Choosing Nutrient Dense Foods

By Beth O’Hara

Nutrient dense foods are those foods that are as chock full of vitamins, minerals, and antioxidants as possible. Choosing nutrient dense foods will not only help you fill your plate with nutritious calories, but will also leave less room for processed foods like white flour and white sugar that have been linked to increased inflammation and cancer risks.

Where do you find nutrient dense foods?

Most colorful fruits and vegetables are full of vitamins, minerals, and antioxidants, as are mushrooms, herbs, nuts, and seeds. Wild salmon and small oily fishes like sardines and herring are high in omega 3 fatty acids, which also are linked to numerous health benefits. Very fresh extra virgin olive oil is also a great source of antioxidants. A good rule of thumb is to shop the outer edges of the grocery store, particularly the produce department. If something is packaged and has more than a couple of ingredients, it is probably processed, which reduces the nutritional quality of foods.

How can I add more nutrient dense foods to my plate?

One great way to eat more nutritiously is to fill one-half to two-thirds of your plate with mostly vegetables and some fruits. If that seems overwhelming or difficult to start with, you can always try adding one additional daily serving of vegetables or fruit to a meal each week until you have reached your goal. Learn ways to cook vegetables that make them appealing to you, like seasoning them with herbs, unrefined sea salt, and some extra virgin olive oil or grass fed butter.

What are some of the most nutrient dense fruits and vegetables?

Try adding these foods to your plate each week to increase your vitamin, mineral, and antioxidant intake. Your health will greatly benefit!

Apples, especially Fuji, Granny Smith, Honeycrisp, and Red Delicious (be sure to eat the peel)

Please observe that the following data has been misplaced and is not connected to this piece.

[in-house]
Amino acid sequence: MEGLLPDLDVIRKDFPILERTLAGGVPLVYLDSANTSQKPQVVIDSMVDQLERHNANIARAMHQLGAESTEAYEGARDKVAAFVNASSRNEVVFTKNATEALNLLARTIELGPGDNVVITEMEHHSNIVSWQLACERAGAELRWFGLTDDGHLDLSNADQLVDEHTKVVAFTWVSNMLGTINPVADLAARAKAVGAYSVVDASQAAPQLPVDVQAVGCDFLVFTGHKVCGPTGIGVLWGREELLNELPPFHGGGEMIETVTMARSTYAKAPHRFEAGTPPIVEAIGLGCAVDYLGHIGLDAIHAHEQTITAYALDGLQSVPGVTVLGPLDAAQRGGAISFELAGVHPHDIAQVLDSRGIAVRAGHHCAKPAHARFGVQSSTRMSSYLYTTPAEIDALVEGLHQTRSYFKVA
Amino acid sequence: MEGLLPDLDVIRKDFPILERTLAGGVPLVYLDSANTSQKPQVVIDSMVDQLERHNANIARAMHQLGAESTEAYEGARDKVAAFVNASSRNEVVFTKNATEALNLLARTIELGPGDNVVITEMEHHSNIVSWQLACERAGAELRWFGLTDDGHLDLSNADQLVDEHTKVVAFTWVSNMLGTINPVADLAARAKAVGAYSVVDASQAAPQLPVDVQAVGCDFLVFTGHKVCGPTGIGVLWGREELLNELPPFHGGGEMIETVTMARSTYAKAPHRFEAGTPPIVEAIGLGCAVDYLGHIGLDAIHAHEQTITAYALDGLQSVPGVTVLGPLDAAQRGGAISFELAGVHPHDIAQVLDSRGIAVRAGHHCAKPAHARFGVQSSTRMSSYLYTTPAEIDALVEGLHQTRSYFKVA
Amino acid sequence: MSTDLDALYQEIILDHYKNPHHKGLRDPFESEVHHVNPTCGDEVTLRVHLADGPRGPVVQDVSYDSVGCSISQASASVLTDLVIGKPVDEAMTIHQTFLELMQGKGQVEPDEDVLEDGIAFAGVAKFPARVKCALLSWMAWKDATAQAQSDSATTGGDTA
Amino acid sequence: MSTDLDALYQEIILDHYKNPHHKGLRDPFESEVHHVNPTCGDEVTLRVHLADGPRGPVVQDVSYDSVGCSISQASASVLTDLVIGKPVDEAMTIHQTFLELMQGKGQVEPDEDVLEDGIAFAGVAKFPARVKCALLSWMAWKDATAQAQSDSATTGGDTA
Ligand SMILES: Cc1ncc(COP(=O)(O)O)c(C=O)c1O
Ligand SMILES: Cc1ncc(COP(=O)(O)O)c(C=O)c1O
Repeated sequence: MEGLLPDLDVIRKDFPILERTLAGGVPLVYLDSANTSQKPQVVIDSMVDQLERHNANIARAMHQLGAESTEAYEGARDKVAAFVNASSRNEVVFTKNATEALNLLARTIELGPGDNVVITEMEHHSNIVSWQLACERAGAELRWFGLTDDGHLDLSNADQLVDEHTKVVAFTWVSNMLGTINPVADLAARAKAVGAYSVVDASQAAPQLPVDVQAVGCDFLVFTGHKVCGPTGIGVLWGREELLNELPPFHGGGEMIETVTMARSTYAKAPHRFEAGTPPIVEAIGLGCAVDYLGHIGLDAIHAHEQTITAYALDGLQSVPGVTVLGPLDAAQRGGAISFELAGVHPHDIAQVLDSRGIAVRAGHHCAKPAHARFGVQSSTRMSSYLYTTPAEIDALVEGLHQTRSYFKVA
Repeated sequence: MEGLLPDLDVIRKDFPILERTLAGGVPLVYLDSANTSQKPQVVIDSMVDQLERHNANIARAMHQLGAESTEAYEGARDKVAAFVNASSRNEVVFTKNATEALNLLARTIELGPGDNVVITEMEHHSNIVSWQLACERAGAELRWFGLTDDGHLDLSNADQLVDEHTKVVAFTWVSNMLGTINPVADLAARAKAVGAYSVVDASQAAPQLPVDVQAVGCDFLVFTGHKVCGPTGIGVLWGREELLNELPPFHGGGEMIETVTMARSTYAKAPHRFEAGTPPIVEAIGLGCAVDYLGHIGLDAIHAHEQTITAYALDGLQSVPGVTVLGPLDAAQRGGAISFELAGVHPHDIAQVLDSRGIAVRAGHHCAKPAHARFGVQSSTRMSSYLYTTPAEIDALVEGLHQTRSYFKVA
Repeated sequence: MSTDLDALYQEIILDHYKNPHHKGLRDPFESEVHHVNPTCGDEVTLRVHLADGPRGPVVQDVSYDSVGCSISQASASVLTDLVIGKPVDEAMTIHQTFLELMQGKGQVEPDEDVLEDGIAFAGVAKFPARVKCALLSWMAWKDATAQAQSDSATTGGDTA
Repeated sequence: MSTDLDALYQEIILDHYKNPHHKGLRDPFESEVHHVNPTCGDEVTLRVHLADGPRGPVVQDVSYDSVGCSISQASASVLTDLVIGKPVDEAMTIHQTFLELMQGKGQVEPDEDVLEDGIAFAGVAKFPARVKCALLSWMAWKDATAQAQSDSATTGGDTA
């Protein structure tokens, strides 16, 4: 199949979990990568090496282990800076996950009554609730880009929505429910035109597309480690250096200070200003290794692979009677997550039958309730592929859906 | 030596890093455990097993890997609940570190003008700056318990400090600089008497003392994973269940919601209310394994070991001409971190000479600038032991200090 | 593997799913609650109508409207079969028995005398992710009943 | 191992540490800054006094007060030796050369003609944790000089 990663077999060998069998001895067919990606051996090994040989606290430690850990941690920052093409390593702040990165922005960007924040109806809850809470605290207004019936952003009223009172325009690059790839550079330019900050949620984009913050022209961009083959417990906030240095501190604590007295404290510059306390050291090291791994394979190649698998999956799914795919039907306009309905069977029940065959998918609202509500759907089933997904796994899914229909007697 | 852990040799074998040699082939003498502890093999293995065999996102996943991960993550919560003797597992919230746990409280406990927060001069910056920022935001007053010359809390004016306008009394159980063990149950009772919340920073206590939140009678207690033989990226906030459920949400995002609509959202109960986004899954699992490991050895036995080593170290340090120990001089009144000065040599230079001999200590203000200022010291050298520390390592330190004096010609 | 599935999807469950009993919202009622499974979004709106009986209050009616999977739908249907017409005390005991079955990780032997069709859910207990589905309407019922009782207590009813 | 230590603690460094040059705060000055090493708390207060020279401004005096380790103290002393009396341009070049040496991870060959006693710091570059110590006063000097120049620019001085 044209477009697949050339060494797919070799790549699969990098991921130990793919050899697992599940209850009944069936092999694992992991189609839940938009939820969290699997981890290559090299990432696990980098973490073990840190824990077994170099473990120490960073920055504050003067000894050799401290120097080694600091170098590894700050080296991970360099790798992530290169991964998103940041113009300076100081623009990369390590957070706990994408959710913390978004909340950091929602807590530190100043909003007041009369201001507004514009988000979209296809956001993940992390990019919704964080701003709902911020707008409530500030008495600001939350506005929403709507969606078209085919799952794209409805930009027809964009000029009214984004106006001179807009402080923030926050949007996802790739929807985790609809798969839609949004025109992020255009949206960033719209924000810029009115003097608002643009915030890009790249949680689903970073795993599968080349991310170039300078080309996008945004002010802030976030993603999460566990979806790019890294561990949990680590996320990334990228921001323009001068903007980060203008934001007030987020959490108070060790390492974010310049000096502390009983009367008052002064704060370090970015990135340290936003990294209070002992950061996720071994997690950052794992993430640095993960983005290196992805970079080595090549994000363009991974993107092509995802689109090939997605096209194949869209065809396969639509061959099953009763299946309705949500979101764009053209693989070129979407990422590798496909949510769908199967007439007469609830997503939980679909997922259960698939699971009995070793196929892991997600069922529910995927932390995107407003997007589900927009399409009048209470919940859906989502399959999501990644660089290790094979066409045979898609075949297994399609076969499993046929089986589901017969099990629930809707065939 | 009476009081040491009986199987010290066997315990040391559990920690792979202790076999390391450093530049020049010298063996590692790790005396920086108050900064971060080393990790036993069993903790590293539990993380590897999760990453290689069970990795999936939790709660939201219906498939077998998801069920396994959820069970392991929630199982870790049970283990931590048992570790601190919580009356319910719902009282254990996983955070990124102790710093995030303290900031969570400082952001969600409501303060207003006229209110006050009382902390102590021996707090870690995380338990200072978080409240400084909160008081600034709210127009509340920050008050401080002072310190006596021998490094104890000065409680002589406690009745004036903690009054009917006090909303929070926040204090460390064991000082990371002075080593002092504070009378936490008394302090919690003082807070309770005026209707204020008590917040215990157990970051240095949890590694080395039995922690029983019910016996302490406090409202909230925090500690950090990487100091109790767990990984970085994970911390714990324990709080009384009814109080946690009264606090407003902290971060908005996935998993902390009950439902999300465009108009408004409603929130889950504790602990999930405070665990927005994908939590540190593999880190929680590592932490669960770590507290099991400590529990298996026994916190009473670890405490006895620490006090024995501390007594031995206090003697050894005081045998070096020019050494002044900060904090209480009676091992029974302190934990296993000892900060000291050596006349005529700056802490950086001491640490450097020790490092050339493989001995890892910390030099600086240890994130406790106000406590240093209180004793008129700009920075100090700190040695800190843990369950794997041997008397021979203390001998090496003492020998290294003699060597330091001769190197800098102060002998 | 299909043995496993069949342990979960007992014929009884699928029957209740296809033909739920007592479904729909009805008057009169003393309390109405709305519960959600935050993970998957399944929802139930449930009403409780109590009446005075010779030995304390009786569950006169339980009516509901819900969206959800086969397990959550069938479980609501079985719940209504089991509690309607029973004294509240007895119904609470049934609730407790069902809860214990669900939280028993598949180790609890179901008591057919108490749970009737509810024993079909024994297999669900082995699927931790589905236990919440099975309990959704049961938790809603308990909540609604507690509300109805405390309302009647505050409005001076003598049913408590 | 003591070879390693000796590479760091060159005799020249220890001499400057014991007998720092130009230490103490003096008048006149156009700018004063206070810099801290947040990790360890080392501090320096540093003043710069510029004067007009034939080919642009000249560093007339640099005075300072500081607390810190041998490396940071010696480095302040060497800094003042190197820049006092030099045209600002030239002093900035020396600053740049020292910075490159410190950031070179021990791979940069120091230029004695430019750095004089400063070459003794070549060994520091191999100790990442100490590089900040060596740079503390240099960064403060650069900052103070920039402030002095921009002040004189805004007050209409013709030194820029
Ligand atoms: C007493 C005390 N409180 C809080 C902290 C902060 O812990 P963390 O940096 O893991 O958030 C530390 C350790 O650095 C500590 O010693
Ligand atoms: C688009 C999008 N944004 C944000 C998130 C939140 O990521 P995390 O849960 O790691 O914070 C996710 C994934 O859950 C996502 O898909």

Artichokes

Asparagus (Buy the freshest available and eat right away.)

Avocados

Blueberries, fresh or frozen, especially wild blueberries

Blackberries, Cranberries, Raspberries, and Strawberries

Cauliflower, all colors

Citrus: Navel oranges and red and pink grapefruits

Dark leafy greens and red lettuces (Store in a plastic bag perforated with 10-20 holes to maintain nutrients. Tear lettuce into pieces several hours before eating to increase available nutrients)

Garlic, all varieties

Green and purple broccoli (Store in a plastic bag perforated with 10-20 holes to maintain nutrients.)

Green onion tops and chives (try finely chopping and adding to meats, fish, and other vegetables

Herbs, especially fresh herbs – use copiously!

Kale (Store in a plastic bag perforated with 10-20 holes to maintain nutrients. Use as soon as possible.)

Mango (the darker the flesh the better)

Nectarines and Peaches, particularly the white flesh varieties

Papaya

Sweet potatoes, the darker the flesh the better

Tart Cherries

Remember to enjoy!!

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An excellent resource on the most nutritious fruits and vegetables and how to select, store, and prepare them is Eating on The Wild Side by Jo Robinson.

Author

Beth O’Hara is a Holistic Health Coach, Life Coach, Iyengar Yoga Teacher, and Certified Enneagram Teacher. She has been studying Nutrigenomics extensively for the past five years and has work with hundreds of clients to improve their health and well-being. Her listening skills, empathy and intuition make her a compassionate, effective and gifted coach and teacher. She is experienced in working with client's to transform areas that include health and wellness, relationships, self-understanding, self-esteem, and life balance.

You may contact her here for more information.

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